Premiere virtual arts exhibit displays ‘powerful work’ of photography students


Photo credit: Marley Mills

Marley Mills photographed her sister, Archer alumni Siena Mills for her Advanced Photography class. “The project was all about using text,” Mills said. “So I looked up a bunch of texts, and this excerpt came up and I really liked it.”

By Andrea Ramirez, Staff Reporter

Archer’s art department has launched the Arts at Archer website in order to showcase student’s artwork in this virtual setting. The first exhibit titled, “Portraits in Photography” was shared last month, and showcases photographs by the Advanced and AP Photography students. It featured eight pieces, each by different photographers sharing different messages. All pieces were inspired by text and the three methods of self-portraiture.

Photography teacher Marya Alford was the students’ mentor for this exhibit. She wanted the students projects to focus on something meaningful to them. Alford gave all students a theme, inspiration images, and artists but each project was unique.

Everybody did such a different project from [the prompt], and some really powerful work came out of that,” Alford said.

Senior Kaiya Jefferson is a member of the Advanced class whose artwork is being exhibited on the website. Jefferson said her artwork has been influenced by our contemporary world, and more specifically the experiences of people of color and Black Americans.

“I hope that [the piece] sparks conversation about murders that happen every day to people who look like me and who look like my siblings who I’ve photographed,” Jefferson said. “I have been able to incorporate my activism into art, which displays the intersectionalities that we all have.”

Junior Marley Mills’ work was also exhibited. Like Jefferson, she also focused on something she feels is important and relevant to others her age.

“My piece focuses on female empowerment, self-growth and moving on from, dark places and not relying on other people for your own happiness,” Mills said. “I feel like self-image and body image is something we put too much pressure on.

Exhibiting artwork in a virtual setting created obstacles for the art department because the pieces would usually be in the Eastern Star Gallery or on the walls of the arts hallway. The website is a way that the art department is attempting to be inventive, but faculty worried about how many people would log onto the website and take a look at the pieces.

We are learning so much through this process about ourselves and each other and ways that we can be more efficient.

— Marya Alford

“The website is one of those ways for the art department to showcase what the students have been doing, and I was really happy and surprised that when I sent the email out that so many people just like immediately went and visited,” Alford said. 

When asked what takeaways she had from the experience, Jefferson shared that she wants to be more adventurous in art because she has used new mediums this year such as paint and Photoshop.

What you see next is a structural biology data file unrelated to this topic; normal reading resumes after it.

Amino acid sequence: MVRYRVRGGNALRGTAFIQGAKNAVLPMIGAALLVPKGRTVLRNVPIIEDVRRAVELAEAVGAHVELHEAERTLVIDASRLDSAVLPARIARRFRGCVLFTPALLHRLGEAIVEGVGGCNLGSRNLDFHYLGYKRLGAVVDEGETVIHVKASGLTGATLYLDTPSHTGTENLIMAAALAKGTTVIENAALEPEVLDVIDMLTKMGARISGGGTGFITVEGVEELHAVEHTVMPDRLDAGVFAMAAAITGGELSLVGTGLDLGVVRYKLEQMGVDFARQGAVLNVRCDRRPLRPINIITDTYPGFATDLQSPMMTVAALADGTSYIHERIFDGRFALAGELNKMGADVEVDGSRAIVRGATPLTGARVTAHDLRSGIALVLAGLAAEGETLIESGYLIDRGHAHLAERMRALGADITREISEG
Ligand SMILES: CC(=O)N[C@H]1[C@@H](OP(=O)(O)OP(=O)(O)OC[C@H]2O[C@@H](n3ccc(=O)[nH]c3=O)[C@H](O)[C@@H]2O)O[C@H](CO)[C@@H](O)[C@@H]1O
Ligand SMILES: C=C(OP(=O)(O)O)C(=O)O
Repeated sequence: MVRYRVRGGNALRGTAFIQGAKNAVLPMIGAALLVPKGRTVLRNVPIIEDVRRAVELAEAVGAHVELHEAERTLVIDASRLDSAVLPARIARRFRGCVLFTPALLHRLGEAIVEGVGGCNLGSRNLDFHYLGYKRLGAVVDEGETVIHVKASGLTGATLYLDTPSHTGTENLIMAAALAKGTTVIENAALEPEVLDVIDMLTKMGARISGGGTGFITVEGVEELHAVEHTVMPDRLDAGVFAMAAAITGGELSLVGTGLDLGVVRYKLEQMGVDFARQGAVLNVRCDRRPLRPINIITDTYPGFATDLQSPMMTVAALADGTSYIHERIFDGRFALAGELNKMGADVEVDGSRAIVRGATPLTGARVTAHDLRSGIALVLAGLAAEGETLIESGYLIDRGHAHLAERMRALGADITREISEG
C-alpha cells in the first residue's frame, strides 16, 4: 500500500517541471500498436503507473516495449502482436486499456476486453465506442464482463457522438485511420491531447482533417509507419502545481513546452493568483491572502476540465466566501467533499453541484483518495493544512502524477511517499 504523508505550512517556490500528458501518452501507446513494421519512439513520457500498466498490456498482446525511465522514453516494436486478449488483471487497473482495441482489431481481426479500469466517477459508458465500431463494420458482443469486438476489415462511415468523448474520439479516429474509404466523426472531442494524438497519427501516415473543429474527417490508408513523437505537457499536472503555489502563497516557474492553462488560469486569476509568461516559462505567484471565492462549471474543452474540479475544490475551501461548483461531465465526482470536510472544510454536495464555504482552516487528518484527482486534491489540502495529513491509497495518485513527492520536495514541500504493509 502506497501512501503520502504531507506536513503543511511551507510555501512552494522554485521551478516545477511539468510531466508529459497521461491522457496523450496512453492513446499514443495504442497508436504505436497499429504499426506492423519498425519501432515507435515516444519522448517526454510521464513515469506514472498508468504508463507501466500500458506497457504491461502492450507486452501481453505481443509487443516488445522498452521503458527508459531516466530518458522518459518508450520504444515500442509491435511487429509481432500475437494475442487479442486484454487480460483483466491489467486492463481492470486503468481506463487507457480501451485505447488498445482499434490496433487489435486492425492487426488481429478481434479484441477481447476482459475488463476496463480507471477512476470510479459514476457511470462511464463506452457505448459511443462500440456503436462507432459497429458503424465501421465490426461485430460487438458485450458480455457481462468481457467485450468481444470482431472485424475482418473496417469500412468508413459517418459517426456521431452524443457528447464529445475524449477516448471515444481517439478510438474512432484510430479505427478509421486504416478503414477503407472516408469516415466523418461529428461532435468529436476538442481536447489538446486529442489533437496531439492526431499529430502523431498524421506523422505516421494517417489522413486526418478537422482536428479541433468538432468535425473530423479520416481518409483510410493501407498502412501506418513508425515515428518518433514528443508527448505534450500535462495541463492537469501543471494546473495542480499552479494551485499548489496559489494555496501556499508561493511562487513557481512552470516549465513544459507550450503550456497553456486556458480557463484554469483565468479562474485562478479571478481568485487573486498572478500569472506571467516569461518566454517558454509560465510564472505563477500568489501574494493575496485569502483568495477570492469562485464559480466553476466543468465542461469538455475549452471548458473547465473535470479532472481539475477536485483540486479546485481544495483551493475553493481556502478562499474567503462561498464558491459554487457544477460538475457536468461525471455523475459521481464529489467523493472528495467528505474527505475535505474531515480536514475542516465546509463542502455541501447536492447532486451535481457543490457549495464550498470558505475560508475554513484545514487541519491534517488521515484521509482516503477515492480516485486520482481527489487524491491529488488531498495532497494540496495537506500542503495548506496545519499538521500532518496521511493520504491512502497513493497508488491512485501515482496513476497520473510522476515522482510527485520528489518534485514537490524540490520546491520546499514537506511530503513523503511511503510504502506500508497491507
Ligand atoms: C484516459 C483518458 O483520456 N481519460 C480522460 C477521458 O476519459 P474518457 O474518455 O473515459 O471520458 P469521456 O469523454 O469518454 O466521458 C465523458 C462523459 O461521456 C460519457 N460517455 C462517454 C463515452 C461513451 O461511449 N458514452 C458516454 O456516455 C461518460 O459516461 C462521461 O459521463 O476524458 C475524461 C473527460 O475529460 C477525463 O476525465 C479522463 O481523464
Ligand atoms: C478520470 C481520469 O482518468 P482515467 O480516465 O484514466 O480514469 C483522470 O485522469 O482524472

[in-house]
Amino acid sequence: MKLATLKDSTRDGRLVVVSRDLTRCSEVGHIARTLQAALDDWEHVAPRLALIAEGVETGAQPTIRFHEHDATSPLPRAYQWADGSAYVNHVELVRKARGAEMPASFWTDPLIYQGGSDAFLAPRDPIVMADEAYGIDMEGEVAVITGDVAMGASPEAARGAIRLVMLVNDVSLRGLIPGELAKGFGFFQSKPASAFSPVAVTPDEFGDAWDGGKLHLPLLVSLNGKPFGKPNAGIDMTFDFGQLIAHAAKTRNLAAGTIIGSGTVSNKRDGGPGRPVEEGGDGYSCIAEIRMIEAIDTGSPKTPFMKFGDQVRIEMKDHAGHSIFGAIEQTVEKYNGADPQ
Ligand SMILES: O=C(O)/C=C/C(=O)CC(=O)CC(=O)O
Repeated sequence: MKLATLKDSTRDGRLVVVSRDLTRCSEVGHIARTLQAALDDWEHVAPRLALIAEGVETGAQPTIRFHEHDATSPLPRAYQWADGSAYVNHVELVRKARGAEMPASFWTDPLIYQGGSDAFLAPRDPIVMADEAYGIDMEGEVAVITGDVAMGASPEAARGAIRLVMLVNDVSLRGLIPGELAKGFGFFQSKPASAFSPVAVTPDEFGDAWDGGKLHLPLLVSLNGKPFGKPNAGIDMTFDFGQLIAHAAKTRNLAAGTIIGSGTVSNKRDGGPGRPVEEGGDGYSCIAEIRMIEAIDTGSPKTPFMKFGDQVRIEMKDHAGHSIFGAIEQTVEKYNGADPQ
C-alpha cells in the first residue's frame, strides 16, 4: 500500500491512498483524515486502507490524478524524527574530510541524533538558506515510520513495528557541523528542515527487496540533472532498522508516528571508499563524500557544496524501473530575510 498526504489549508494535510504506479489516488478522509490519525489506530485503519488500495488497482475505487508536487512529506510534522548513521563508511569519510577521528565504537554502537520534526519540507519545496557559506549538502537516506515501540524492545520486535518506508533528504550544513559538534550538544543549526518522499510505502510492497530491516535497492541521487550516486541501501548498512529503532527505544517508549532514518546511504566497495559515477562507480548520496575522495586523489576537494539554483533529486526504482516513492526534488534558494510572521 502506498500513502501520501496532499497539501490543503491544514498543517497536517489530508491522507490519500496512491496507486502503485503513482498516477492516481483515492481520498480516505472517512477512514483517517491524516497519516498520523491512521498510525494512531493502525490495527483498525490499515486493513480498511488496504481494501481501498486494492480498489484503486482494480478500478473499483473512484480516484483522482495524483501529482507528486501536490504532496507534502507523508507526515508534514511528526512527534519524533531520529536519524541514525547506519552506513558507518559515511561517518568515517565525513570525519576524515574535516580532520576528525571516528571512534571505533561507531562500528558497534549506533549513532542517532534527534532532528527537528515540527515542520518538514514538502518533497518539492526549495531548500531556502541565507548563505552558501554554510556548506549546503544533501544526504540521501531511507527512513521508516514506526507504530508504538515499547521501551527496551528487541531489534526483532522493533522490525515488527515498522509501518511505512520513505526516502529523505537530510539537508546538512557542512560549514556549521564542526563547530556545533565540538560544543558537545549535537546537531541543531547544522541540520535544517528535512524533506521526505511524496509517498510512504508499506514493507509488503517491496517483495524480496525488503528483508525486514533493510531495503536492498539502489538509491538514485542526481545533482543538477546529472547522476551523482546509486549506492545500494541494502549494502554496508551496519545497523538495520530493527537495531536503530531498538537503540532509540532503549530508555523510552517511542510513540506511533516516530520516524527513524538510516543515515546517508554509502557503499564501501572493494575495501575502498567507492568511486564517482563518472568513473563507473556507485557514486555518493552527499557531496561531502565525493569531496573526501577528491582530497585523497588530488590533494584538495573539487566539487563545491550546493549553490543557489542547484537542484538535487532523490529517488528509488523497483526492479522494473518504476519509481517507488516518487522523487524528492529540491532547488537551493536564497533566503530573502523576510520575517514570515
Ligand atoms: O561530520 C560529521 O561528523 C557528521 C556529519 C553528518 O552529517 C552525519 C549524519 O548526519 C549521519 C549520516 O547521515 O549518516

I think it’s definitely pushing us to find new ways to express ourselves because we are so limited in the equipment we have,” Jefferson said. “When I go back to school and I have the opportunity to use whatever equipment maybe I will also include some new type of medium or something.”

Mills has used the resources available to her at home in order to shape her photography and has been using photography as a creative outlet.

“It’s kind of how I’m staying sane during COVID,” Mills said. “Art has always been something that has influenced my life as a whole and so this year I’ve chosen to prioritize it and use my free time on it.”

Jefferson has been able to intertwine her passion for photography, and her activism throughout her artistic journey.

“It’s been really interesting to me to kind of develop a theme that I have throughout my photos,” Jefferson said. “Or how I incorporate my activism into art is just really interesting for me and kind of displays, the intersectionalities that we all have. 

After overcoming obstacles, Alford has learned from this experience and is now thinking about doing future shows online to be more environmentally friendly.

I think in the future it will be cool to utilize this online environment so students and faculty and whoever can visit it at any point,” Alford said. “Maybe that incorporates kinds of projects that have video, music, sound, and stuff like that.”

Photography plays a part in Mills’ life, as she has been doing it for about three years and encourages others to use incorporate creativity into their daily lives.

“Take the space that you need to be creative. I think that’s the most important thing in the whole entire world,” Mills said, “If you don’t have creativity and passion and drive the world’s going to be bland and without art and photography.”

Alford and fellow teachers recognize that the students have been put in a difficult position in quarantine, and is happy that people have been able to persevere and remain creative.

“We’re so proud of how great the students are doing in this space part of being an artist is how you go through these struggles in your life, and you navigate around them,” Alford said. “You guys are doing that in high school, which is really cool.”